View an interactive version of this map here.

Mills says many of the gaps in the Great American Rail Trail could be filled by the federal Active Transportation Infrastructure Investment Program, which Congress authorized to provide up to $200 million to complete trail networks under the Bipartisan Infrastructure Law. So far, though, legislators have only appropriated $45 million to the program, even as the first round of applications for the money have overwhelmed administrators with the demand.

That’s in part because many communities have recognized that active transportation program funding can do double duty as transportation dollars, since 30 percent of the funding is required to be spent on completing in-town networks, with a further 30 percent reserved for building trail “spines” that link towns to one another. 

“We're really trying to gather the chorus to say, ‘Now is the time to fully appropriate for this program, because we've yet to get the full $200 million a year that the authorization calls for,’” added Mills. 

Gobin thinks advocates for mental health should be among the leading voices of that chorus. The veterans who’ve taken his expeditions have reported remarkable psychological benefits, in part because low-stress physical activity like a long bike ride can mimic the kinds of marches soldiers historically took home from the battlefront — offering them a critical opportunity to integrate difficult experiences that modern soldiers don’t typically get when they’re whisked away from war zones on planes. He emphasizes, though, that even those who have never served can experience similar benefits — and that trails can even “restore your faith in humanity” if you’re open to the personal connections they can cultivate.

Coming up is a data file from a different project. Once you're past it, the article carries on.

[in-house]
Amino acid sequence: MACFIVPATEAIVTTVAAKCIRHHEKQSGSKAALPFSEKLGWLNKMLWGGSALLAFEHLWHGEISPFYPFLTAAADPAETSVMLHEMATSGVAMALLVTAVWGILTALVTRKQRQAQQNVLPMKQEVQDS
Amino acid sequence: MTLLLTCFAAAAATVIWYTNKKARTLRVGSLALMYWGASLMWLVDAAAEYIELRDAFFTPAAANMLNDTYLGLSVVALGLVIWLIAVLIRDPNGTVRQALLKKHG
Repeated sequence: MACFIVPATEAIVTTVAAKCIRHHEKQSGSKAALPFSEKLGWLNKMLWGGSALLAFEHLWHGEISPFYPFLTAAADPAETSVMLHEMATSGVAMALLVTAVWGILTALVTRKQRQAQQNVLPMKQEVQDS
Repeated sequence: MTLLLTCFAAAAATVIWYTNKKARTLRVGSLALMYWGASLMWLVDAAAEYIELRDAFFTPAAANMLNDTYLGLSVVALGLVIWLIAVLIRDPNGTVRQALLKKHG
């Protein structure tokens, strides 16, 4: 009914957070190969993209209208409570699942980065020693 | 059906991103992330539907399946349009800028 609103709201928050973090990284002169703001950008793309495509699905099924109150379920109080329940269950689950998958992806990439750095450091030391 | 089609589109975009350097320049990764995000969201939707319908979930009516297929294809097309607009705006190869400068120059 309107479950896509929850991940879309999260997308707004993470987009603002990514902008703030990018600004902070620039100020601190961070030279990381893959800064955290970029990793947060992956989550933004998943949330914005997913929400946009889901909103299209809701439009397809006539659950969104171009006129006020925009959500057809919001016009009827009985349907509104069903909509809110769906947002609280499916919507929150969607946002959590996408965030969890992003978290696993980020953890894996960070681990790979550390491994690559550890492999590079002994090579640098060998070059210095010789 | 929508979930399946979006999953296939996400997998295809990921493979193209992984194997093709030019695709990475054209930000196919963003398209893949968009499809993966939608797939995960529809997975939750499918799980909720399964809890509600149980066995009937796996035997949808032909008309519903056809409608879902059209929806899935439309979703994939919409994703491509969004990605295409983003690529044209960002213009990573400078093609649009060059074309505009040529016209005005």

“Obviously this ride will benefit our veterans, but trauma is an equal opportunity employer,” he added. “A lot of people are struggling with a lot of different issues. These trails are so important to people from all walks of life; it’s a huge benefit across the cultural divide.” 

Graphic: People for Bikes

Experts say well-connected trail networks can also help minimize one of the most common yet overlooked sources of trauma in American life: a violent, car-dominated transportation system that leaves many with little access to mobility alternatives. A new survey of more than 3,000 cyclists from REI and People for Bikes found that only 58 percent bike for transportation, but 68 percent would do so more if there were dedicated bike lanes, paths or trails in their communities.

Mills argues that projects like the Great American Rail Trail can meet that need — and it’s time to put federal money behind it, especially in the low-income communities with the greatest gaps in their networks. 

“In a previous generation, we connected our communities with roads,” Mills added. “Now it's time to do that for a walkable and bikable America.”

To send a message to your representatives urging them to fully fund the Active Transportation Infrastructure Investment Program, click here.